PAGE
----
Long-Haired Chihuahua Dog Breed Information

Long-Haired Chihuahua standing in grass

If you want a big heart in a small package, consider bringing home a long haired Chihuahua. They are classic toy-sized dogs with long, soft, luxurious coats inherited through a recessive gene. Even though they look a little different than short-haired Chis, they share the same high intelligence and loving, confident personalities.

In this guide, we will tell you everything you ever wanted to know about the beautiful long-haired Chihuahua. We will go over personality, physical traits, how to care for these dogs, and where you can buy or adopt them. 

By the time you finish reading this guide, you will be ready to get your own long-haired Chihuahua. 

Long-Haired Chihuahua Characteristics

Height5-8 inches
WeightNo more than 6 pounds
Life Span14-16 years
Good withOther animals (sometimes), older children
TemperamentAlert, confident, self-reliant
Shedding amountLow to moderate
Energy levelHigh
Barking levelHigh
Drool amountLow
Coat length/textureLong
ColorsAny (black, tan, champagne, white, brown, etc.)

What is a Long-Haired Chihuahua?

A long-haired Chihuahua is simply a regular Chihuahua that happens to have long hair. Indeed, it is one of the two main types of Chihuahuas. The other, of course, is the classic short-haired Chihuahua. 

History of the Long-Haired Chihuahua

The American Kennel Club (AKC) states that there is archaeological evidence of dogs similar to Chihuahuas found all around the globe. Nonetheless, the ancient civilizations most readily associated with the Chi were found in the Americas. 

AKC says, “We do know that when the Toltecs held sway in Mexico about a thousand years ago, their breed of choice was the Techichi, a larger, heavier ancestor of today’s Chi. The Aztecs conquered the Toltecs in the 12th century. Historians credit the Aztecs with refining the Techichi into a smaller, lighter dog.”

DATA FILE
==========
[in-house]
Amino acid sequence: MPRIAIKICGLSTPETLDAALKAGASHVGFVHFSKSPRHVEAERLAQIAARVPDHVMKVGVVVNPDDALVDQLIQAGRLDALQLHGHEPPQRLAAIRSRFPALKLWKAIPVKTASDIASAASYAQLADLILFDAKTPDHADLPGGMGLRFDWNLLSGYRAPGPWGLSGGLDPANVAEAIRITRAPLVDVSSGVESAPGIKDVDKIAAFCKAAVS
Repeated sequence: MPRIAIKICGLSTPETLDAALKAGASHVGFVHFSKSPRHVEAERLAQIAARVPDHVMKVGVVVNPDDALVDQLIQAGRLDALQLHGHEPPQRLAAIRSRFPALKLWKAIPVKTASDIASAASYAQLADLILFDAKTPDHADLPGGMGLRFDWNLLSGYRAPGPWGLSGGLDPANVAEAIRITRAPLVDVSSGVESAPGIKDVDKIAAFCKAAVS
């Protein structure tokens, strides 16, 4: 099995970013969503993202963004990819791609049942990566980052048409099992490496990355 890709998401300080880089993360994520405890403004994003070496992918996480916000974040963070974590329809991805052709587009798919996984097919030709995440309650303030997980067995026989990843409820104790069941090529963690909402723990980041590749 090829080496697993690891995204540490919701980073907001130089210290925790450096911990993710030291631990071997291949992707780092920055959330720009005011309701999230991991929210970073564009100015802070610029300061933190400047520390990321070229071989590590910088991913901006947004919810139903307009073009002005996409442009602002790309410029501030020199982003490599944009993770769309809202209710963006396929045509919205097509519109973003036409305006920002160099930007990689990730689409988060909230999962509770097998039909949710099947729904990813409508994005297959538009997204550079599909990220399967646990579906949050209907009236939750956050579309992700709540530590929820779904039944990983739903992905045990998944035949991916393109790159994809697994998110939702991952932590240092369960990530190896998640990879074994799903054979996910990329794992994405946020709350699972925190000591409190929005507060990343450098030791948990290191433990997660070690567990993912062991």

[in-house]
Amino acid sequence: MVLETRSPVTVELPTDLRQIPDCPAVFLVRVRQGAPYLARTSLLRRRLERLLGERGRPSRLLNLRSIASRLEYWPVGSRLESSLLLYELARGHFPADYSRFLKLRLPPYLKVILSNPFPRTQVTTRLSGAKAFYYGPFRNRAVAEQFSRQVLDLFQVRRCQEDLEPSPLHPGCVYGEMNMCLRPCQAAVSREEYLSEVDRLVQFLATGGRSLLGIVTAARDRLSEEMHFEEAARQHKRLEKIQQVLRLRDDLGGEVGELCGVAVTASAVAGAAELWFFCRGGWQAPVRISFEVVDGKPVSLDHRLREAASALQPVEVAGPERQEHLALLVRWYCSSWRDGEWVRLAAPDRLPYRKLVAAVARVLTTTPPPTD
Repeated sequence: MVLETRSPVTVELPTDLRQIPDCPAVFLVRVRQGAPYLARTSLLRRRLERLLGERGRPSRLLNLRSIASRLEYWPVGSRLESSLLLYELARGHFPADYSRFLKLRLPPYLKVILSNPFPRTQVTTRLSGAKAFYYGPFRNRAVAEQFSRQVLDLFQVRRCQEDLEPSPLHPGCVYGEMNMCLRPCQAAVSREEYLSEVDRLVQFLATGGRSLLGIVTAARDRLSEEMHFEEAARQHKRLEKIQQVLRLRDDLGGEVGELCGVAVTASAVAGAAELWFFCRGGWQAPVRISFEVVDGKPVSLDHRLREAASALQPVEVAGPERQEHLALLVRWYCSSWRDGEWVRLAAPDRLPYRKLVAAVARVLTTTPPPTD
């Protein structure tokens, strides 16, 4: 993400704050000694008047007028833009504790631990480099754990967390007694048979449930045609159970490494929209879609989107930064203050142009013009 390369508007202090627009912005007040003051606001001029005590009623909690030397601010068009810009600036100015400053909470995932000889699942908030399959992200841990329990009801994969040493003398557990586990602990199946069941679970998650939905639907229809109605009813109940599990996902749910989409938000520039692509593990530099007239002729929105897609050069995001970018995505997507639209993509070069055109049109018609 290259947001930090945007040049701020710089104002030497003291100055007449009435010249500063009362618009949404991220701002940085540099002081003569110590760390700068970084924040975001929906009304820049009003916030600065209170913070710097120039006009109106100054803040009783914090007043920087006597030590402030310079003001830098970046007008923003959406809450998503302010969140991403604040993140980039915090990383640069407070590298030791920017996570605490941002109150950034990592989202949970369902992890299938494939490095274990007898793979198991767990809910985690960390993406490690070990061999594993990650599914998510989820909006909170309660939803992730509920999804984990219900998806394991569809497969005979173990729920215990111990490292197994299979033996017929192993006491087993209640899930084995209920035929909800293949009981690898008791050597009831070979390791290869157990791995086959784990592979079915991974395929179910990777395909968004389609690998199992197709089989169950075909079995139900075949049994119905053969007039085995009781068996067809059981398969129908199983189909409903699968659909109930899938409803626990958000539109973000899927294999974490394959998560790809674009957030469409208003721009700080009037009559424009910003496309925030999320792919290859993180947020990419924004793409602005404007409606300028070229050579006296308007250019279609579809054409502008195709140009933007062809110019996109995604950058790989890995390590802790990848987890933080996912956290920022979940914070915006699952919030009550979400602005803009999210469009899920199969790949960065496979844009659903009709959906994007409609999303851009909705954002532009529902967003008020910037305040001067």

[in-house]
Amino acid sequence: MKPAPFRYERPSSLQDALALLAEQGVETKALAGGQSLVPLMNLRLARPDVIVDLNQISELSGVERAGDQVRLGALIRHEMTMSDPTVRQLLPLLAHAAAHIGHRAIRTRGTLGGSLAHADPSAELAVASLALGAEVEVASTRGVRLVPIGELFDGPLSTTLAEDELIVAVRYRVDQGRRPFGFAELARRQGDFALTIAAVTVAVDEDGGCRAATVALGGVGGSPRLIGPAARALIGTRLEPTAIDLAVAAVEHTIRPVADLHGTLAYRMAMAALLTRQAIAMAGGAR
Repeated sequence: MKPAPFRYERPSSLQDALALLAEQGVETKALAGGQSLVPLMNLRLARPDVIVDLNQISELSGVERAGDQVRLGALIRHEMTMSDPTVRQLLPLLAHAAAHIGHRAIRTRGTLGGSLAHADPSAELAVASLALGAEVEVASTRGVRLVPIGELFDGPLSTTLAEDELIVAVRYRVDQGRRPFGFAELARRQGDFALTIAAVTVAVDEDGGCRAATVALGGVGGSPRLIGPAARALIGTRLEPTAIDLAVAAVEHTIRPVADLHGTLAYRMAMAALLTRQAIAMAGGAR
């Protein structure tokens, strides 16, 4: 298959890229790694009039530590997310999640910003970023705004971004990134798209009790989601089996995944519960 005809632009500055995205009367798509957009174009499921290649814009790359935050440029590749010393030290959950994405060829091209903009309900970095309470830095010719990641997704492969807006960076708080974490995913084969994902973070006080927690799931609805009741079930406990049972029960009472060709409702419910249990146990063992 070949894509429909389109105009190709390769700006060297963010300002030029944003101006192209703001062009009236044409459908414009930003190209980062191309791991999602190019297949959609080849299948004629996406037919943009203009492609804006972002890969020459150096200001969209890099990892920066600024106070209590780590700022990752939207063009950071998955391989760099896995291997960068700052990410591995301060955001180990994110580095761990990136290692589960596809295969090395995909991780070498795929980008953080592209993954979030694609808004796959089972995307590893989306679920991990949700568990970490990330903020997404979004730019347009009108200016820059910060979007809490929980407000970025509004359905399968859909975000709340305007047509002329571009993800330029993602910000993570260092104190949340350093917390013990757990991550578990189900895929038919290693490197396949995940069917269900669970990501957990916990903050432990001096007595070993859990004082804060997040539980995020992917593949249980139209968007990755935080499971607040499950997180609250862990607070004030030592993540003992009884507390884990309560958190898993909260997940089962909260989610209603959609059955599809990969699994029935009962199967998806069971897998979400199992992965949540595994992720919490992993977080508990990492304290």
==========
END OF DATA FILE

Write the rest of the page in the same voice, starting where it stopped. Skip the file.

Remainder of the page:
Many of these dogs were concentrated in the State of Chihuahua in Mexico. So, when people in America took note, they started calling the breed by the name of that state. The AKC recognized Chihuahuas as early as 1908.

Fun Facts About Long-Haired Chihuahuas

  • The first Chihuahua ever registered by the AKC was called Beppie.
  • Chihuahuas like to spend time with other Chihuahuas.
  • The Techichi may have been cross-bred with small hairless Asian dogs to create the Chihuahua, resulting in the smaller stature of the dog we know and love. Those dogs from Asia probably arrived in the Americas via the hypothesized Bering Land Bridge.

Long-Haired Chihuahua Appearance

Brown long hair Chi relaxing on the floor

The long-haired Chihuahua is a toy-size dog that weighs under 6 pounds. The shape of the head is described as an "apple dome." The eyes are large and usually dark, but Chis with lighter hair may also have lighter eyes. The ears point up and out to the sides but perk more directly upright when the dog is paying attention to something. The muzzle is pointed, but short. This breed has a moderately long tail.

You can read more about the appearance of the Chihuahua in the AKC’s breed standard.

In the breed standard, the AKC specifies what the coat should be like, whether the smooth or long variety.

AKC writes, “In Long Coats, the coat should be of a soft texture, either flat or slightly wavy, with undercoat preferred.” Literally any color or combination of colors is acceptable for the coat.

What Else Should You Know About Long-Haired Chihuahuas’ Coats?

You might wonder why some Chihuahuas have short hair while others have long hair. The reason is genetics. The gene for long hair in Chis is recessive. That means that sometimes you can see some unexpected results in Chi litters. For example, you could have two parents with short hair who both happen to have that recessive gene. That means their offspring could have long hair, looking distinctly different from both of them.